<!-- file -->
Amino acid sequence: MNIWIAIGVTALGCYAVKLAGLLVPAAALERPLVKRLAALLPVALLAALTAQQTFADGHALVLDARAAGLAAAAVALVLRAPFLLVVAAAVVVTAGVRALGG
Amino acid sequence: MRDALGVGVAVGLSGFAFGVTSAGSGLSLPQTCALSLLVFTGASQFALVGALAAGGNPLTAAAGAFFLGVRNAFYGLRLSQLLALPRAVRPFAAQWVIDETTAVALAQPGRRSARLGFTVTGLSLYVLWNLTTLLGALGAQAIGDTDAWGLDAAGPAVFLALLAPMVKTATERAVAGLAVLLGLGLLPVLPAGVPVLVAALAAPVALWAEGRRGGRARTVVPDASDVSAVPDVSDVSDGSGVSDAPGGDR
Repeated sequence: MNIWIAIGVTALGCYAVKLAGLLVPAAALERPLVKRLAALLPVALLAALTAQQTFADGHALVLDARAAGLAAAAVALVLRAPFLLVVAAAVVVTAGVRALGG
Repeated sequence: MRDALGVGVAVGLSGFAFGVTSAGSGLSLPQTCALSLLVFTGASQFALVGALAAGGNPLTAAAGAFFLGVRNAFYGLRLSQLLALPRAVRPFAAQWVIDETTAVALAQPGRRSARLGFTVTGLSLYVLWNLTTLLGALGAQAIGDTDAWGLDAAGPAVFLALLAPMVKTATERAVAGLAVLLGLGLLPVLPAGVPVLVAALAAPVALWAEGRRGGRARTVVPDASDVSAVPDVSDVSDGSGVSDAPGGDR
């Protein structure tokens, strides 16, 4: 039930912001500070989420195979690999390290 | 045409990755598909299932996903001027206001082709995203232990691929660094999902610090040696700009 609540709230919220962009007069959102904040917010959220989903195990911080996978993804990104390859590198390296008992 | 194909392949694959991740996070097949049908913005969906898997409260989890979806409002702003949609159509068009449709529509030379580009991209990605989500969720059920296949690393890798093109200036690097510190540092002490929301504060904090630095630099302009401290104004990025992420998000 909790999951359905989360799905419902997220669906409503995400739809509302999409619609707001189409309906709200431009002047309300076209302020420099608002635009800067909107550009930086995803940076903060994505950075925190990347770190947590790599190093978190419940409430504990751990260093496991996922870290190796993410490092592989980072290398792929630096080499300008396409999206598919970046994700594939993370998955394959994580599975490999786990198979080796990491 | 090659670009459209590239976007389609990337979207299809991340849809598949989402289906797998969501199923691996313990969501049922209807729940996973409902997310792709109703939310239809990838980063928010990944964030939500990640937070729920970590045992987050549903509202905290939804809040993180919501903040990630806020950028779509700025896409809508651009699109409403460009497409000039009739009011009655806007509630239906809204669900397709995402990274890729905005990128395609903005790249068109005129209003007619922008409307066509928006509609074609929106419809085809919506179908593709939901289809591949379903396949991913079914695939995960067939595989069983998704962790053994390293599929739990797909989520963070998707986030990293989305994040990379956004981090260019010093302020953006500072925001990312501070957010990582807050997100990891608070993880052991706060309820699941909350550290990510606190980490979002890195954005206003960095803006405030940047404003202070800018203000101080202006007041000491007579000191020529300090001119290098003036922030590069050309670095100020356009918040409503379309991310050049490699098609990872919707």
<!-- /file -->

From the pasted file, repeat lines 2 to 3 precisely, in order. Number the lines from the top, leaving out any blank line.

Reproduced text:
Amino acid sequence: MRDALGVGVAVGLSGFAFGVTSAGSGLSLPQTCALSLLVFTGASQFALVGALAAGGNPLTAAAGAFFLGVRNAFYGLRLSQLLALPRAVRPFAAQWVIDETTAVALAQPGRRSARLGFTVTGLSLYVLWNLTTLLGALGAQAIGDTDAWGLDAAGPAVFLALLAPMVKTATERAVAGLAVLLGLGLLPVLPAGVPVLVAALAAPVALWAEGRRGGRARTVVPDASDVSAVPDVSDVSDGSGVSDAPGGDR
Repeated sequence: MNIWIAIGVTALGCYAVKLAGLLVPAAALERPLVKRLAALLPVALLAALTAQQTFADGHALVLDARAAGLAAAAVALVLRAPFLLVVAAAVVVTAGVRALGG